Sign Language Interpreting in Europe, 2016 edition
Although the sign language interpreter profession has undergone considerable changes since the last publication of ‘Sign Language Interpreting in Europe’ in 2012, many challenges remain.
The ratification of the UN Convention on the Rights of Persons with Disabilities (UNCRPD) by the EU in 2010 calls for fundamental change. The EU now must implement the UNCRP in all EU member states and make society accessible for all EU citizens. So far, twenty-seven EU member states have ratified the UNCRPD, leaving Ireland as the last member state to undertake ratification. One of the important elements of the UNCRPD is the recognition of the national sign languages. So far, twenty-three EU member states have recognized their national sign language(s). Bulgaria, Ireland, Italy, Luxembourg, and the Netherlands still have to follow suit.
In order to make society accessible for sign language users, we need qualified, trained, and properly remunerated sign language interpreters. There is still a considerable shortage in most countries and regions participating in this survey. For example, in Croatia there are not enough qualified and trained interpreters; Finland reports a shortage of interpreters in rural areas. There are also countries which require more interpreters with specialized skills, such as working from a foreign spoken language, or expertise and skills in mental health settings. In addition, survey respondents indicate that there are not enough trained and qualified interpreters for deafblind persons throughout Europe.
Overall, governments are increasingly aware that equal access implies that governments recognize and implement the right to qualified interpreting services. In some countries this right is ensured through legislation or regulations. However, the legal right to an interpreter does not necessarily provide full access to education, justice, employment, healthcare, and leisure activities. The interpreters need to be formally trained, registered through a continuous quality monitoring system, and must be paid proportionally to their training, expertise, experience, and skills. The majority of the countries surveyed provide some form of training, but often there is no qualification or registration ensuring that deaf persons have a qualified interpreter.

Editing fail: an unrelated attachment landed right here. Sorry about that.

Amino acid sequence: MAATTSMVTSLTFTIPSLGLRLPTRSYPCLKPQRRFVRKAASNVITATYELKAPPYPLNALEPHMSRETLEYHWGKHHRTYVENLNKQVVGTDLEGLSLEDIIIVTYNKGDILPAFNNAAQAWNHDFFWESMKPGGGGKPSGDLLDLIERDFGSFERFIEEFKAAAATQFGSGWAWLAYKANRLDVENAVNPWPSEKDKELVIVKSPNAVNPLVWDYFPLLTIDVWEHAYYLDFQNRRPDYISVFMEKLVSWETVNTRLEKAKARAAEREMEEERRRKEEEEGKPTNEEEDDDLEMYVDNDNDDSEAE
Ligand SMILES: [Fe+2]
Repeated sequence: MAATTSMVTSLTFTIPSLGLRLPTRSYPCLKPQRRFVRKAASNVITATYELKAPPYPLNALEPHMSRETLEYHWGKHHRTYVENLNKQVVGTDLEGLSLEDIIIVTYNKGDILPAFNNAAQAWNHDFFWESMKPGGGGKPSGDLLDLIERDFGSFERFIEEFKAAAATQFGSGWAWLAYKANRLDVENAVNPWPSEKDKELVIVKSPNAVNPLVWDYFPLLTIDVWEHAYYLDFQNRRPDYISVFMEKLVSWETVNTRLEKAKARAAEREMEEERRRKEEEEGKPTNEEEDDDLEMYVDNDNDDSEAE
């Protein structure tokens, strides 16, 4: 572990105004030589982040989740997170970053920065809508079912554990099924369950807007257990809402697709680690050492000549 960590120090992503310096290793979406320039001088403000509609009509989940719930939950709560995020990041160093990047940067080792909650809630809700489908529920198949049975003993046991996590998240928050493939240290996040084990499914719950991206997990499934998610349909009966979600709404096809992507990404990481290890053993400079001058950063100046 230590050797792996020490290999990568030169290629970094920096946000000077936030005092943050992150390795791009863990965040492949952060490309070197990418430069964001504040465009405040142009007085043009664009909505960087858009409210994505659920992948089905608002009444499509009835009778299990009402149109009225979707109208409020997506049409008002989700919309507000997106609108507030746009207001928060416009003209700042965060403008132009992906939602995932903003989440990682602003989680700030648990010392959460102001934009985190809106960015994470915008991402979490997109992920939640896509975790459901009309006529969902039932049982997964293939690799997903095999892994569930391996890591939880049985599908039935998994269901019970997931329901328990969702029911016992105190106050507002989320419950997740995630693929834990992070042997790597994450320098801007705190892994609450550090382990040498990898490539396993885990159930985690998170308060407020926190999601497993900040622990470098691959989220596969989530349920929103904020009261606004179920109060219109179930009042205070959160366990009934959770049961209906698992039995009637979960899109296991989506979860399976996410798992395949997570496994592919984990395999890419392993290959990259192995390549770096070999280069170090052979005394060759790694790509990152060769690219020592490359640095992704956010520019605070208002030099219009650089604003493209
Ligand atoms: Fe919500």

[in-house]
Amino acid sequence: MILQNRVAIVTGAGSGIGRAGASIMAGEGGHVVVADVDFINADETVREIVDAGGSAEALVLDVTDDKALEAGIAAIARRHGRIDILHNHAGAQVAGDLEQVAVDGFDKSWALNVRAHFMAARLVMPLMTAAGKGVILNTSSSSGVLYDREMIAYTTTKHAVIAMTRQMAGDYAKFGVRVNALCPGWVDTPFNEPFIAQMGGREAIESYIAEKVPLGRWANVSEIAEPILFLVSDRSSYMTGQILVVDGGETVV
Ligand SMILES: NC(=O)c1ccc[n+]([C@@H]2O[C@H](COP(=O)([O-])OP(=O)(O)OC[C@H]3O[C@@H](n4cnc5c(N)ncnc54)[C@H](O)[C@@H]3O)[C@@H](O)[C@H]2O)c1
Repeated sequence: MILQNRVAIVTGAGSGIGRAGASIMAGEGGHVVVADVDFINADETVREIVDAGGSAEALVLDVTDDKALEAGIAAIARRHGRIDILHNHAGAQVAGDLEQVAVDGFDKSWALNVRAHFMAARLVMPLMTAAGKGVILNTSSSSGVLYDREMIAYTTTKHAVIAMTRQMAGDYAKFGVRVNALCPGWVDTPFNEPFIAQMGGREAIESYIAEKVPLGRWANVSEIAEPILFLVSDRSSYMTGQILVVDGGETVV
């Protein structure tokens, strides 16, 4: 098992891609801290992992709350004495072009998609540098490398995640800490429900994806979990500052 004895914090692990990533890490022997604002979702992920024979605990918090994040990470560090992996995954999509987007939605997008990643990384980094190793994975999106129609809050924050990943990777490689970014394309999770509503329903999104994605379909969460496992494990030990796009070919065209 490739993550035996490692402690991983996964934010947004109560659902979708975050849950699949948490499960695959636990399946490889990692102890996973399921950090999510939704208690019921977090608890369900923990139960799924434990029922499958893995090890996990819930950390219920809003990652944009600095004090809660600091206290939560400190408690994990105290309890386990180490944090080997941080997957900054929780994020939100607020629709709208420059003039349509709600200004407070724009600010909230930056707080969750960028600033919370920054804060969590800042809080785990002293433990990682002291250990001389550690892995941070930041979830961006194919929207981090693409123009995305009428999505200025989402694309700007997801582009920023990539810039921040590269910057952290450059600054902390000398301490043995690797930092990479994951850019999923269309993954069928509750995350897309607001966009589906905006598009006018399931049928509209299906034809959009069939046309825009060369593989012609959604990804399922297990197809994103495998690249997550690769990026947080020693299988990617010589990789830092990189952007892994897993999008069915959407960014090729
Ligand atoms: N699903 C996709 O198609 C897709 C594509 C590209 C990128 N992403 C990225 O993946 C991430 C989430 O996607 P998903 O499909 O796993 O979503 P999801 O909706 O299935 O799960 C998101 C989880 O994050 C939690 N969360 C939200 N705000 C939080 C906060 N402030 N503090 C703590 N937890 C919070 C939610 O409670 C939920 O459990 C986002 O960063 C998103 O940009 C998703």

The enduring challenge is to see interpreters invest in training, acquire qualification, and work as professionals, not just now but well into the future. Governments should acknowledge and support this. In many countries and regions sign language interpreting is still not perceived or recognized as a profession. Governments should consider sign language interpreter services an economic investment. After all, making education and employment accessible to deaf persons through qualified and trained sign language interpreting will increase active participation and satisfactory life fulfillment of citizens to their society.